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Local Food Hub Brings It All Together

A core component of any food hub is making sure that products can get from the farm to the table, a complex task involving perishable goods, cold storage, varying scales of supply and demand, and, of course, the occasional flat tire.

A number of food hubs have taken this challenge on utilizing diverse approaches, including a particularly impressive non-profit organization in Charlottesville, Virginia: Local Food Hub.  Directed by the entrepreneurial Kate Collier and Marisa Vrooman, it is addressing three major issues in the local food system: distribution, supply and access.

Distribution begins with a warehouse and a refrigerated truck.  However, the capital costs associated with building and maintain a warehouse, and obtaining a truck, can be daunting for any one producer or small-scale start-up. Remarkably, Local Food Hub was able to raise enough money from eager residents in Charlottesville and the surrounding farm communities to acquire the necessary infrastructure in 2009.  To Collier and Vrooman, this was a telling sign from their neighbors that Local Food Hub’s services were in demand and important to their community.

Additionally,  the hub also purchased $3 million in liability insurance, a cost that would be difficult for any individual small farm to shoulder alone.  Since then, in just over 15 months of operation, they have purchased more than $340,000 worth of product from 50 farms within 100 miles of Charlottesville.

Local Food Hub has also diligently worked with their farmers to ensure a consistent, high-quality supply of product. They provide growers with important information about local demand, assisting farmers with their planting and pricing decisions.  By assisting farmers with their business planning, they help ensure that farmers in their community can stay in business and can focus more on growing the best possible product.

Many of their planning workshops and trainings are held at their Maple Hill Educational Farm.  The Hub also cultivates the next generation of farmers on their educational farm, providing hands-on experience to at-risk high school youth and year-long apprenticeships to aspiring young farmers. (Applications for next year’s apprentices here.)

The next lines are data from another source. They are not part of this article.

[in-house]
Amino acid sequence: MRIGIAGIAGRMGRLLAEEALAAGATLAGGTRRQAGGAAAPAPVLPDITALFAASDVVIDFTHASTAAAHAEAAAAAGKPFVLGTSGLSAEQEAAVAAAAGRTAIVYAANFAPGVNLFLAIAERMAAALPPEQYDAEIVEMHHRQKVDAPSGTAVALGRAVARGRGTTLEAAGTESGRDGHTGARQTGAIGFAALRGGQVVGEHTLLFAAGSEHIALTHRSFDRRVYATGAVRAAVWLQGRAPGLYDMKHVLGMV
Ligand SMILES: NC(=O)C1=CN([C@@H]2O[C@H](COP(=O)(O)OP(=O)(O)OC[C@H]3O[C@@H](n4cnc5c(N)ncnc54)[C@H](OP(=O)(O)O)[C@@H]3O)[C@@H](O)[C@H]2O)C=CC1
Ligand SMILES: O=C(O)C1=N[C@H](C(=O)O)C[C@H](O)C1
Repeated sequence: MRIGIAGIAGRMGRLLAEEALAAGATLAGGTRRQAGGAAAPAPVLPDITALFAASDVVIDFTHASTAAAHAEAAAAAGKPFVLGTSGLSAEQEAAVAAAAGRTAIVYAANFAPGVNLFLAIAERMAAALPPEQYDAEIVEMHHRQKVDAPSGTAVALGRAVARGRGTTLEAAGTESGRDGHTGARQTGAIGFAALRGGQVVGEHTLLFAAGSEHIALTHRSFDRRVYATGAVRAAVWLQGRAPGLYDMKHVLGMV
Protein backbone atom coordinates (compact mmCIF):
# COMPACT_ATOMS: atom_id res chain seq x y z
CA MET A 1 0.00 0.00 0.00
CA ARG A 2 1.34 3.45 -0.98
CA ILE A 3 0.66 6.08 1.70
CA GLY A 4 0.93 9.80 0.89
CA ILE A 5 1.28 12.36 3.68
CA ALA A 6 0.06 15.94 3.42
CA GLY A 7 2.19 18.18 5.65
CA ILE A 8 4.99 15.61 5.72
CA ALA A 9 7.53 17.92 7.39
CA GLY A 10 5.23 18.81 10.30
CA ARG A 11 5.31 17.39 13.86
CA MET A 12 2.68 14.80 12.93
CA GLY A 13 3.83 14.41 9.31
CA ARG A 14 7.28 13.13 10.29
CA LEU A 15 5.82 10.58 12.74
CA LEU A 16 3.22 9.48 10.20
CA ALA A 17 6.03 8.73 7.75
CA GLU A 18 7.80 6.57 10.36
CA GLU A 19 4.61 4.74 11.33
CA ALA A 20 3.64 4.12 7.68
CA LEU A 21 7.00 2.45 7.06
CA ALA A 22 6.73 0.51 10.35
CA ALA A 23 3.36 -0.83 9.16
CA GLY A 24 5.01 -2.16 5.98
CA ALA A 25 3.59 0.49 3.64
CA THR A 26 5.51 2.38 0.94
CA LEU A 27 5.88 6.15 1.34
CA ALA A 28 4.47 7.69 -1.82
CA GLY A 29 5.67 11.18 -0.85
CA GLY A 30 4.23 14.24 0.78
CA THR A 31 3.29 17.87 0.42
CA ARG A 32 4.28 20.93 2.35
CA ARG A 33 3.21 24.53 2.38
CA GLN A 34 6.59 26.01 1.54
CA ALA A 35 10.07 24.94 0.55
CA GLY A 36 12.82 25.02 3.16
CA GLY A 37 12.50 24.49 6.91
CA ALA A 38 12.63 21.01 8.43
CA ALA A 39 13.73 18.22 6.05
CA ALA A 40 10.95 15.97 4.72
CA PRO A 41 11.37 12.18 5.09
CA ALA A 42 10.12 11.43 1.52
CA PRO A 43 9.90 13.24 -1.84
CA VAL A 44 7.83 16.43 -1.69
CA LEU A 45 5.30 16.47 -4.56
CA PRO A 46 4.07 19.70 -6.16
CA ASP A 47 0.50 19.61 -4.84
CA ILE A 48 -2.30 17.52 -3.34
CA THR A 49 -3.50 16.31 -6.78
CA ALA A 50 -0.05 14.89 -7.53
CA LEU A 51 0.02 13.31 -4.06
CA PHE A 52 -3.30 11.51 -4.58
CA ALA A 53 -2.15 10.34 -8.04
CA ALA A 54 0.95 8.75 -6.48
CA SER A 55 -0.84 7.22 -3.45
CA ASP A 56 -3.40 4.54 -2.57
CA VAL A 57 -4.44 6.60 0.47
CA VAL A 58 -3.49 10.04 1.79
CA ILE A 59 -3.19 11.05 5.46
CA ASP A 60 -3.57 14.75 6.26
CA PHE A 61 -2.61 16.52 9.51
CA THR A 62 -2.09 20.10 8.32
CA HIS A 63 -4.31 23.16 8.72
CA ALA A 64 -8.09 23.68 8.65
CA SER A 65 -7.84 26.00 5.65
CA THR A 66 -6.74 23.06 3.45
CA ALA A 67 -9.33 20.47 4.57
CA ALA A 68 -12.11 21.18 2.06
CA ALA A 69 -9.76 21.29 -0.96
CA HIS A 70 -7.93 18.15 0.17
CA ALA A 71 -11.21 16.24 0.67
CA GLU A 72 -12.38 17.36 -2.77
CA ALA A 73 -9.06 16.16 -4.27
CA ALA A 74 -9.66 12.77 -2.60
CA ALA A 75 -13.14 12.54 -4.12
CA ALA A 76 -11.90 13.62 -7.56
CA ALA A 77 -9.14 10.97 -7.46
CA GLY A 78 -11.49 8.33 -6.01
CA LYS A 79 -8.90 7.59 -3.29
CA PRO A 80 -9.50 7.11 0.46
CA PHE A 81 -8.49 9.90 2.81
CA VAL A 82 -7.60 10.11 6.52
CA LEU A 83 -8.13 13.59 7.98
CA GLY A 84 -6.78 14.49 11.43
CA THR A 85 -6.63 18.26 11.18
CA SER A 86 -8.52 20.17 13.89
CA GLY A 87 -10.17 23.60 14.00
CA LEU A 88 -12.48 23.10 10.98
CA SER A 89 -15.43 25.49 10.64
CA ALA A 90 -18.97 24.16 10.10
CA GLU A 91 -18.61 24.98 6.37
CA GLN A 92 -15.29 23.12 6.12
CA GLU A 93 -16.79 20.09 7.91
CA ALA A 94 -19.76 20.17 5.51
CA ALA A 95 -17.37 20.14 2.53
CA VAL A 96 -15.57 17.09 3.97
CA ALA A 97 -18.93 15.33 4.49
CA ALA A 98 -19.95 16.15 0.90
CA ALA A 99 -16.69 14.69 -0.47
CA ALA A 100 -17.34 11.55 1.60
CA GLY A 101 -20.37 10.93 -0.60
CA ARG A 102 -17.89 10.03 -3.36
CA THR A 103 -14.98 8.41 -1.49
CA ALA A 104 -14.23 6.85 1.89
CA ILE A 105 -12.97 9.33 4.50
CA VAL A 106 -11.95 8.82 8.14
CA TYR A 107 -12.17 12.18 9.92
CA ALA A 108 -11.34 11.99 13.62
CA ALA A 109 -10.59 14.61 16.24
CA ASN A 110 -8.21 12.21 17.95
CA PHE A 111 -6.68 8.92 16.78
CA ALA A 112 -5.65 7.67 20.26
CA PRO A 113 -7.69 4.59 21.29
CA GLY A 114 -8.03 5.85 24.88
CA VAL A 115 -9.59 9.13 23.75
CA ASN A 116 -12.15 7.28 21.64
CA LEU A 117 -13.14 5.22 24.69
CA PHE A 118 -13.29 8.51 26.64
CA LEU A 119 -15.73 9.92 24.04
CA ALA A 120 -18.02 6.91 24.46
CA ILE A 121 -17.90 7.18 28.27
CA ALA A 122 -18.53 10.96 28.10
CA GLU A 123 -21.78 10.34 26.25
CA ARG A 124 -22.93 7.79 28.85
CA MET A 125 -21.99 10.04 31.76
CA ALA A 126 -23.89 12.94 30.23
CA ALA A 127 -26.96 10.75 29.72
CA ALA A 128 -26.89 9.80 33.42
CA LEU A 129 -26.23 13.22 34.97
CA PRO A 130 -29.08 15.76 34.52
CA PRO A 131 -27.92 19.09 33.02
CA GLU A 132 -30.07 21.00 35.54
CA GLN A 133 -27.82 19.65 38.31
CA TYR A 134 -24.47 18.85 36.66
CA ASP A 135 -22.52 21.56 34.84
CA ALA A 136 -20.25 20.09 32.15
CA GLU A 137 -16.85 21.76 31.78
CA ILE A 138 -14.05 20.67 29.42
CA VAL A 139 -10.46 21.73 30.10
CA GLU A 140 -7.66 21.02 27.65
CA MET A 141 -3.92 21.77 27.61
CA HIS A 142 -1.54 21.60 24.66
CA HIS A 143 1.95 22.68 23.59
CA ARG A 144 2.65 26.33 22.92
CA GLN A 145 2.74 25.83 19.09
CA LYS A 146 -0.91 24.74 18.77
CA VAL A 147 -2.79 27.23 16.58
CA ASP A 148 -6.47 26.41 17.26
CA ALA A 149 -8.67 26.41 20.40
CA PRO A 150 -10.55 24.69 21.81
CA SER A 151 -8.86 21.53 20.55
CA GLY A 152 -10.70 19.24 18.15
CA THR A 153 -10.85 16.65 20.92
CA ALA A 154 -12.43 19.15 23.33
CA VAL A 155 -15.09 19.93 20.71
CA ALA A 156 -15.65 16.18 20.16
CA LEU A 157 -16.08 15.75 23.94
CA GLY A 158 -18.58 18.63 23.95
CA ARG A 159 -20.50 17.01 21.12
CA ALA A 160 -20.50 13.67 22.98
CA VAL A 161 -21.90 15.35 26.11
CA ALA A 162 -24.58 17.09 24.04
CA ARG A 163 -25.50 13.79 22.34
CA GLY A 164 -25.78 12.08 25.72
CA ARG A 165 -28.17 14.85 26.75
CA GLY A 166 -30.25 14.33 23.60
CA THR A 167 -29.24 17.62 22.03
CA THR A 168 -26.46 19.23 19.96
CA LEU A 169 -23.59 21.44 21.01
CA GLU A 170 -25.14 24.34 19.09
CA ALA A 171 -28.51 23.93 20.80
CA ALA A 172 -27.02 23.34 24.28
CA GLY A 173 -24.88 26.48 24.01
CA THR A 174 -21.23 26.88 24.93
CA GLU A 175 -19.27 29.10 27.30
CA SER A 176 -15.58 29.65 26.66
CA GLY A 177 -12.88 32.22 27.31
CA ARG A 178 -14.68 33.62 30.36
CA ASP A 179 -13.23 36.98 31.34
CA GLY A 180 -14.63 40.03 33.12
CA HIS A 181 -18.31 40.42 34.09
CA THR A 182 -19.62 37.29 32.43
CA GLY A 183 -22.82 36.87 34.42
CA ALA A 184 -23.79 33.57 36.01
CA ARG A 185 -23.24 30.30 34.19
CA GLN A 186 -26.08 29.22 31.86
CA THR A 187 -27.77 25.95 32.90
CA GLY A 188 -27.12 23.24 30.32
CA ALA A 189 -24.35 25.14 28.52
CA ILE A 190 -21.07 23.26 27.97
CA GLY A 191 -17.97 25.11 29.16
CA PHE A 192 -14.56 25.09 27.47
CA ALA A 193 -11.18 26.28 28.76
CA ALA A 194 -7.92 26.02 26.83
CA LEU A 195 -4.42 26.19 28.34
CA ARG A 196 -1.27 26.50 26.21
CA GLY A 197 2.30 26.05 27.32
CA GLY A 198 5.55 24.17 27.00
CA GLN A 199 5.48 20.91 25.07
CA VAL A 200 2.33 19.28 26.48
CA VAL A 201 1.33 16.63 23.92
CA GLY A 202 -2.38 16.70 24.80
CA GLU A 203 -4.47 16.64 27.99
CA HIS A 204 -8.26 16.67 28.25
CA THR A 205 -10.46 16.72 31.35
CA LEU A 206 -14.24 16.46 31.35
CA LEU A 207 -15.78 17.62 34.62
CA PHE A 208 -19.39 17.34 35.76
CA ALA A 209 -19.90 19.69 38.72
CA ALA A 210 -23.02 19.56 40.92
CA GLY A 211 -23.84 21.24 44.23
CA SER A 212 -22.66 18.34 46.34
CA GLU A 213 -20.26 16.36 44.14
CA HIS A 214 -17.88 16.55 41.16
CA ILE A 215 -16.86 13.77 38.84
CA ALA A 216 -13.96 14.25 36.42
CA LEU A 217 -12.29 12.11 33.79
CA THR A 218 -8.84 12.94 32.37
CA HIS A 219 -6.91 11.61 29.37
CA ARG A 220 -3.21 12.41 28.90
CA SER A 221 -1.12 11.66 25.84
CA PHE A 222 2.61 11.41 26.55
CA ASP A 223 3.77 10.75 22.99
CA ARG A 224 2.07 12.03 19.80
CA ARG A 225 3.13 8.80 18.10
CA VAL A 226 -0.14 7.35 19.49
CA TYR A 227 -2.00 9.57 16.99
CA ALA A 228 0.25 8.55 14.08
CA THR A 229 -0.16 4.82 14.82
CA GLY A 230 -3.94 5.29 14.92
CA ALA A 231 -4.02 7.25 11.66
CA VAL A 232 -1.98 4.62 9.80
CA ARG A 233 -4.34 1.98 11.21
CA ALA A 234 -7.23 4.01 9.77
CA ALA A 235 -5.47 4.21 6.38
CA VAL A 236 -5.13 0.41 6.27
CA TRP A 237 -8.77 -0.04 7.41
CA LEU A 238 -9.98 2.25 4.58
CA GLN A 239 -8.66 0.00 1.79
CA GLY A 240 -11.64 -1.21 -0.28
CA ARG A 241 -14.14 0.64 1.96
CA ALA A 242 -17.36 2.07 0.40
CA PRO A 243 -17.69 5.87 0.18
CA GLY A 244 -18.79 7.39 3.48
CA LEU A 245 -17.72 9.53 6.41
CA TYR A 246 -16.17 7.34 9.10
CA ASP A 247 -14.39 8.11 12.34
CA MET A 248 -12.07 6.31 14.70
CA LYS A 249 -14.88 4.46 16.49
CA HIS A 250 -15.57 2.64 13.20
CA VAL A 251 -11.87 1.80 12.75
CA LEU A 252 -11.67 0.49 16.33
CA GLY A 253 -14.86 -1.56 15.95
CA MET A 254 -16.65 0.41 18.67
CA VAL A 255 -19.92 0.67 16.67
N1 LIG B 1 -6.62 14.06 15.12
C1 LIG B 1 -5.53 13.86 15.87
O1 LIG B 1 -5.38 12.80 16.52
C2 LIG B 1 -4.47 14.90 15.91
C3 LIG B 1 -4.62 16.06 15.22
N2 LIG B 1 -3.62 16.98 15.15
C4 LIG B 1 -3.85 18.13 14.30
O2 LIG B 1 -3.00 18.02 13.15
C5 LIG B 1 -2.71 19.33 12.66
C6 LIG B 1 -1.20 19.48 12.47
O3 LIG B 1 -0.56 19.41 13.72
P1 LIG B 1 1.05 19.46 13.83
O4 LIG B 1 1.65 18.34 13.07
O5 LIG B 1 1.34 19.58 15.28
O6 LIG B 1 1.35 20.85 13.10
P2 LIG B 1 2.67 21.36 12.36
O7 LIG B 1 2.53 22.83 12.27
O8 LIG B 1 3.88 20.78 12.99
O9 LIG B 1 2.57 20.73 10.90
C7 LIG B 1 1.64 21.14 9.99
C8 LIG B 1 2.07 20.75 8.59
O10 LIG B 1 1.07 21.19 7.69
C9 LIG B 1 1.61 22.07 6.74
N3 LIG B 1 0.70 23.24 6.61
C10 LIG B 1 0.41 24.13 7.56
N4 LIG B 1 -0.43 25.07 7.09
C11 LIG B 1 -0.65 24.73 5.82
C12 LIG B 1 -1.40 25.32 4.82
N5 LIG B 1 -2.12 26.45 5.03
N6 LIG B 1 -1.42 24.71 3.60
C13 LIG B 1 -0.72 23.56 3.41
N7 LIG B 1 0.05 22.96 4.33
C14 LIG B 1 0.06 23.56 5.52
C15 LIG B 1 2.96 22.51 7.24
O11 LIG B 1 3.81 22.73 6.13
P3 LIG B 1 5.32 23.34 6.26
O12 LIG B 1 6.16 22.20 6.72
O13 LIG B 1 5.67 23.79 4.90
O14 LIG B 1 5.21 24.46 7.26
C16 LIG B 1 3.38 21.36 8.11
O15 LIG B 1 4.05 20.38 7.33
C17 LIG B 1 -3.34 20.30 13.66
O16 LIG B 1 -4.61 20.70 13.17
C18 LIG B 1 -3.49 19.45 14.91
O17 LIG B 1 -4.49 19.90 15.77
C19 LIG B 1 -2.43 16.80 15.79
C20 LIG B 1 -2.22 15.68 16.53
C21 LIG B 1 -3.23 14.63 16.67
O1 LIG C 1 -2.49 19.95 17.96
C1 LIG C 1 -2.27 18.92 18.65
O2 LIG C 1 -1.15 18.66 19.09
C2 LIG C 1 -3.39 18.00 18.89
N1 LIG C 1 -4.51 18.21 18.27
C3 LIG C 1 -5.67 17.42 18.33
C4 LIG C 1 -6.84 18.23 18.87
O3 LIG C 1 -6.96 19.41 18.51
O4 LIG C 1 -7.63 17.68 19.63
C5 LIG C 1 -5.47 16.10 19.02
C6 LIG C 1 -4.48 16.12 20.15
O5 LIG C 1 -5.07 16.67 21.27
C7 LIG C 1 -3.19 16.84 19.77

As Manager of Outreach and Communications Emily Manley put it, “We were looking for an educational farm because we knew that supply would be a huge issue for us.  A lot of our current, experienced farmers will be aging out and we didn’t see a population of younger farmers that were ready to take that responsibility over.  So we needed a learning ground to start training farmers, identifying people who are aspiring farmers, and to hold educational workshops for established farmers.  We also wanted a place to bring our community together around local food, to be more than just a distributor.”

Given already high demand, Local Food Hub has focused on improving access to local foods, making it easy for its 95 buyers in Charlottesville, such as Albemarle County Schools, the University of Virginia Health System, and various restaurants, to do business with one organization instead of multiple farms.   They’ve also donated more than 50,000 pounds of healthy food to those in need by partnering with area food banks, soup kitchens and homeless shelters.

It’s clear that Local Food Hub is doing more than just aggregation and distribution.  In less than two years it’s emerged as a model for fostering long-term sustainable development and community engagement through agriculture.

The Local Food Hub refrigerated truck and warehouse in Ivy, Virginia.

The Local Food Hub refrigerated truck and warehouse in Ivy, Virginia.

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